In the nineteenth-century, “Jesus is no longer the God above, the God-man who breaks into this world. Instead, he becomes interpreted by this world, conformed to cultural mores and ideological pressures, be they of Jacksonian era politics, frontier sensibilities, genteel Victorian manners or even Union ideals or Confederate dreams” (pg. 76). For frontiersmen like Alexander Campbell and Barton W. Stone, Jesus needed to be a “suitable Savior, not one of the theological exactitude of the creeds but one that reflects the simple stories of the Gospels” (pg. 82); Victorians like J. Paterson-Smyth needed the gentle Jesus, making up stories about his childhood and also taking the ones of him blessing children, narrowing his life and person, making him, in the words of Mark Driscoll, a “marginalized, Galilean peasant.”

Nichols is dead on in his assessment of our contemporary evangelical Christian culture by looking at four major influences on Americans: music, films, goods, and politics. Earlier in the book he hinted at how the shaping of Jesus would affect us today by writing that, “Jefferson wanted…a religion fit for public consumption. Curiously that’s exactly what Jefferson found” (pg. 55, emphasis added). And that’s exactly what Americans find today in our overly consumeristic culture—Big Business Jesus fit for the consumption of all. Christ lost out to capitalism a long time ago.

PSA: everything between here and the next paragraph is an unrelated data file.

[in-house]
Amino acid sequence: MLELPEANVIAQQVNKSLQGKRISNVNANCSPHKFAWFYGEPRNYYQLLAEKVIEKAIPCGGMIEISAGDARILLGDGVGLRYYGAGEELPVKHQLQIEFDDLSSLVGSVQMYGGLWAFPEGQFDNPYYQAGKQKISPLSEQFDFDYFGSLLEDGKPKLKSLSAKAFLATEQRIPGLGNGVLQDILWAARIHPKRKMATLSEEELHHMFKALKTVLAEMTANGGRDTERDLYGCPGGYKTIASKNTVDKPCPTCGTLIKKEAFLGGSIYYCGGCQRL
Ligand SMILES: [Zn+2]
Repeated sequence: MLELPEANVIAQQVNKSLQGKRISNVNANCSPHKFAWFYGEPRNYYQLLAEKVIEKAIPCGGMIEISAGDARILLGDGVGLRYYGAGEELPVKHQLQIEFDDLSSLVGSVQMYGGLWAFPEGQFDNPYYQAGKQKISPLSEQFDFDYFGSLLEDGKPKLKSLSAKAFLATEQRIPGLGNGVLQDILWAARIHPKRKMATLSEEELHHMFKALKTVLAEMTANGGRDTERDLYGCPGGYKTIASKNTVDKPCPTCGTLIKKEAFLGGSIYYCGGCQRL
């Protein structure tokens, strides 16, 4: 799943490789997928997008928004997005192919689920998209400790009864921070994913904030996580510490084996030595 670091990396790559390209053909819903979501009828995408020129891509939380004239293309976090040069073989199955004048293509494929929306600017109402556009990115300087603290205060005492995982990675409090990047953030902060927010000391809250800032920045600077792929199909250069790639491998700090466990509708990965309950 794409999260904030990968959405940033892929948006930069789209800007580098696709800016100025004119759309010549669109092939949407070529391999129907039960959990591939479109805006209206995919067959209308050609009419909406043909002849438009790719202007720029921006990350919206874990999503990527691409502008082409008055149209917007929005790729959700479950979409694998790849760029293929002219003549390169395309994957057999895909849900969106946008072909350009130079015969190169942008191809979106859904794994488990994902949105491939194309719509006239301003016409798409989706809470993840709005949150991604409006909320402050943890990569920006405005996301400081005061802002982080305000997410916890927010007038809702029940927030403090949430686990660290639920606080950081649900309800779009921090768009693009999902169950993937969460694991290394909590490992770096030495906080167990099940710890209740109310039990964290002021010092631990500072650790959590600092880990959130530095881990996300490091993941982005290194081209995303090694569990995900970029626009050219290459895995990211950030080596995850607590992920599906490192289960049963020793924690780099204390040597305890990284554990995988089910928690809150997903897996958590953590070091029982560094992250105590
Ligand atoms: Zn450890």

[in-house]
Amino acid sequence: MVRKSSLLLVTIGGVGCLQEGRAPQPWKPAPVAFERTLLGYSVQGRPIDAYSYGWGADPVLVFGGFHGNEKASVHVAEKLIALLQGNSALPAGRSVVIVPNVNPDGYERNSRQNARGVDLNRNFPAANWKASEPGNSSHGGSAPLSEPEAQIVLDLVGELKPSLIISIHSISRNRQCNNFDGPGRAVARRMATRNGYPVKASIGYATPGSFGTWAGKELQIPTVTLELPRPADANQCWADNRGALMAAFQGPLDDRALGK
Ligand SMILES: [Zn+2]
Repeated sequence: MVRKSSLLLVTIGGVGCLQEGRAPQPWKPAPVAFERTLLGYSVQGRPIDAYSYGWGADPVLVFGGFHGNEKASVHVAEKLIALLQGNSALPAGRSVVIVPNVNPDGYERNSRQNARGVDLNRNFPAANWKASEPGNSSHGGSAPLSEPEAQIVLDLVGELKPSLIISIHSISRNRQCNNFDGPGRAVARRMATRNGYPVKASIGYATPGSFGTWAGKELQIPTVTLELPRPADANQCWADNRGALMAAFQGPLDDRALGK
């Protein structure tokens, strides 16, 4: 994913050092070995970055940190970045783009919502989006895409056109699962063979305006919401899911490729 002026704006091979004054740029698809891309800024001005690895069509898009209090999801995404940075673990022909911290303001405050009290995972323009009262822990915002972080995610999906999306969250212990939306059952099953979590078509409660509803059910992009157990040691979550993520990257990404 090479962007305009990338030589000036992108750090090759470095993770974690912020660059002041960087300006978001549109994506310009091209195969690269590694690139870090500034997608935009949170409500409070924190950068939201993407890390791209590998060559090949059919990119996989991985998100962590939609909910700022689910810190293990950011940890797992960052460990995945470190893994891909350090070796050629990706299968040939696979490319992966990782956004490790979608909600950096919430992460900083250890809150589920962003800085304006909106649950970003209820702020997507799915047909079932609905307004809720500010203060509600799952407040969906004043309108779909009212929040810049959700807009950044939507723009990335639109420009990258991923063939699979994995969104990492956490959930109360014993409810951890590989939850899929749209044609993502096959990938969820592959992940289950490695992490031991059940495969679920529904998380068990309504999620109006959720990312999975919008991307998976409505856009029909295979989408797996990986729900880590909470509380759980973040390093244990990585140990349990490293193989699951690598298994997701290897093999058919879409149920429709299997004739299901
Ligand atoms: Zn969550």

Whether it’s the Jesus Movement turning into the behemoth known as Contemporary Christian Music (CCM), or films such as The Passion of the Christ raking in millions of dollars, or entrepreneurs taking a slice of the Jesus market, or politicians using “faith in Jesus” as a way of winning votes—at the heart of it all for Nichols is the utter lack of orthodoxy in American evangelicalism. Some, like the Jesus Movement, made great strides for the sake of the gospel as it was being preached by ex-drug addicts and the like, which Nichols begrudgingly acknowledges: “But the Jesus People, if numbers count, were effective at winning souls” (pg. 128). However, with an overwhelming amount of evidence, such as Precious Moments and the Precious Moments Chapel, countless songs like “I Can Only Imagine,” which emphasize feeling and experience over theological accuracy, and the politicizing of Jesus as he becomes “a man of the issues,” Nichols exposes an popular American Evangelicalism that doesn’t know Jesus, the Christ.

Nichols is also right in being cautious in his critique. He does not call MercyMe singing heretics. He does not call for the burning of all the movies portraying Jesus or all Jesus gear. He recognizes that certain songs express longings similar to those in the Psalms and that movies such as the Jesus Film Project seek to be as real and authentic as possible. But the caution enters as he is keenly aware of the fact that most American Evangelicals get their theology from pop Christian culture instead of the solid study of Scripture as he writes, “Evangelicals tend to get their theology from popular novels, learning about spiritual warfare from Frank Peretti and learning about all things ‘rapture’ from the dynamic duo of LaHaye and Jenkins. They also get their theology from popular music. If numbers can be trusted, then the amount of albums bought, songs downloaded and hours logged listening to Christian radio cannot lie” (pg. 143). Nichols sums it up best by quoting Mark Noll: “The scandal of the evangelical mind is that there is not much of an evangelical mind.”